List: Top 10 Best Engines for 2010 Ranked By Ward’s Automotive
There are plenty of awards out there – Car of the Year, Truck of the year, SUV of the Year, North American Car of the Year, European Car of the year, etc. – seemingly offered by every major automotive media outlet. But Ward’s took a slightly different approach, one less holistic and more targeted, with the powertrain the specific focus for their list of the Ten Best Engines for 2010.
AutoWorld went through the list of every car from every manufacturer operating in North America to find the very best engines, with this year’s focus on energy efficiency and performance. Ward’s stipulates that to be eligible for their competition vehicles must cost less than $54k and be available as a standard option by the first quarter of 2010. The official 10 Best Engines awards will be presented at the Detroit Auto Show on January 13th.
Some of the winners are surprising while others were almost no-brainers. Speaking of the later, the two hybrid motors on the list – the 1.8-liter powerplant from the Toyota Prius and the 2.5-liter from the Ford Fusion – have been widely touted and recognized for their engineering marvels for many months. It was nice to see two turbo-diesel engines make appearances, with powerplants from both the BMW 335d and Jetta TDI in full effect.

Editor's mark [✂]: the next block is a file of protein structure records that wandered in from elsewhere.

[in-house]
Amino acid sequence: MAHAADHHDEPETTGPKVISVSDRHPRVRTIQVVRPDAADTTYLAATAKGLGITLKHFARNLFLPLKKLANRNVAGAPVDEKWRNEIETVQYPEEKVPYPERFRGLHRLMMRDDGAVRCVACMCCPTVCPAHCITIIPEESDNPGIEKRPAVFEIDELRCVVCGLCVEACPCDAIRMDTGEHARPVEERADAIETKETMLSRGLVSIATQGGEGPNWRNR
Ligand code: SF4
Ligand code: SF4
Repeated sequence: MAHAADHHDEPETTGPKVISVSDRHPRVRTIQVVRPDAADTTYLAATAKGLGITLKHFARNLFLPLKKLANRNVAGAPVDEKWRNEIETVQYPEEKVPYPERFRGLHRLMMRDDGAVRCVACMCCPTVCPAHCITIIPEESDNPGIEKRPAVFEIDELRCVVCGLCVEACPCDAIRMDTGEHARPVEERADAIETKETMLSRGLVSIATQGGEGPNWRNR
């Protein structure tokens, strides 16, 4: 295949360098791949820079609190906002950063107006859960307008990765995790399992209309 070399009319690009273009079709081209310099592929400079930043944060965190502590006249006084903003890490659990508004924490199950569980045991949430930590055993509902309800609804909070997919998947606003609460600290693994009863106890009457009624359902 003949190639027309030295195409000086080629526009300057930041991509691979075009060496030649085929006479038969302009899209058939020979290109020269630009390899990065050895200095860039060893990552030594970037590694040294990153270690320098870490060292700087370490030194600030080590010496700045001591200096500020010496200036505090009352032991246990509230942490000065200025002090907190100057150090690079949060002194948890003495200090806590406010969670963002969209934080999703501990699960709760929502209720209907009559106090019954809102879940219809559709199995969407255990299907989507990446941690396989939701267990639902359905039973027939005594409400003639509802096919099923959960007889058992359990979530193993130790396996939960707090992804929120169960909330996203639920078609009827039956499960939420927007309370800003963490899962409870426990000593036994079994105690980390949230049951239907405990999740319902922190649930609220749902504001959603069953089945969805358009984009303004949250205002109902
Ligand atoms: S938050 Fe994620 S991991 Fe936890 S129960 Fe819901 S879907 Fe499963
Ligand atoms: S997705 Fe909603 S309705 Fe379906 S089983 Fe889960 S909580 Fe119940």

There was also a plethora of turbocharged and supercharged engines chosen as winners including the turbo 2.0L I-4 from the Audi A4, supercharged 3.0L V6 from the Audi S4, Ecoboost turbocharged V6 from the Ford Taurus SHO and turbo 2.5L from the Subaru Legacy 2.5GT. In fact, the only naturally aspirated, non-hybrid engines were found on the Chevy Equinox with it’s 2.4L Ecotec I-4 and the Hyundai Genesis with it’s 4.6L Tau V8.
It was interesting to see that Honda – a company known for innovative, efficient and ultra-reliable engines – was glaringly absent from the Top 10 Best Engines. The other trend to note was the over-weighting of smaller 4 and 6-cylinder engines, with Hyundai’s first attempt at a V8 the only big boy on the list. But with most of the larger engines reserved for luxury sports cars costing way over the $54,000 limit, I guess it makes sense… In any case, we would love to see a no-holds barred rundown with supercars and exotic hybrids included. Now that would be something! (Hmm, I think we may have to come up with our own list…)
Source: Ward’s Automotive Group